Unsaturated Flow Through a Variable Aperture Fracture in Topopah Spring Welded Tuff

by John L. Smoot, Pacific Northwest Lab, Richland, United States,
Signe K. Wurstner, Pacific Northwest Lab, Richland, United States,
Mark D. Freshley, Pacific Northwest Lab, Richland, United States,



Document Type: Proceeding Paper

Part of: High Level Radioactive Waste Management 1991

Abstract: The role of fractures in unsaturated flow through welded and nonwelded tuffaceous rocks is a fundamental question being addressed in performance assessment activities for the Yucca Mountain Project. A computer simulation test case was devised to investigate fracture-matrix interactions for a meter-scale block of Topopah Spring welded tuff. A data set produced by a laser scan of an actual fracture was used to generate the fracture geometry of a three-dimensional model. Simulation results indicate that pulses of water input to the top of the fracture produce gradients of flow down the fracture and into the matrix. The rate and extent of the advance appear to be influenced by the ambient saturation in the matrix. At 90% matrix saturation, an infiltration pulse of 1 cm of water in 1 h increased the pressure head by 250 cm. The wetting front penetrated approximately 8 cm vertically and 2 cm laterally in either direction from the fracture. At 50% matrix saturation, an identical infiltration pulse increased the pressure head by 400 cm. The wetting front penetrated approximately 3 cm vertically and less than 0.5 cm horizontally.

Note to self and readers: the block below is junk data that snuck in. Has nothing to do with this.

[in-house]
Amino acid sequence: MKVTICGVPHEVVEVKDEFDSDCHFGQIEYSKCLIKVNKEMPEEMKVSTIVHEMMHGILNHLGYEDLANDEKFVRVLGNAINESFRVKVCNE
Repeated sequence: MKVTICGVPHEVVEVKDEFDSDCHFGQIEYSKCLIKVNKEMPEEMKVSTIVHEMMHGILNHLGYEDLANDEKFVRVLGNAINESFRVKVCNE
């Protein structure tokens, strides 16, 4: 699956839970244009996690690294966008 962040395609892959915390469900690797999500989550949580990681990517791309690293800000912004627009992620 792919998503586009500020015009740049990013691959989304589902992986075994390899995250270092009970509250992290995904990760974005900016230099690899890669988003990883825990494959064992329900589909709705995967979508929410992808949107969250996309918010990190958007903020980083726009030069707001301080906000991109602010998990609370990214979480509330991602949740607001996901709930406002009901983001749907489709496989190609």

Subject Headings: Cracking | Matrix (mathematics) | Welding | Computer models | Flow simulation | Unsaturated flow | Radioactive wastes | Data processing

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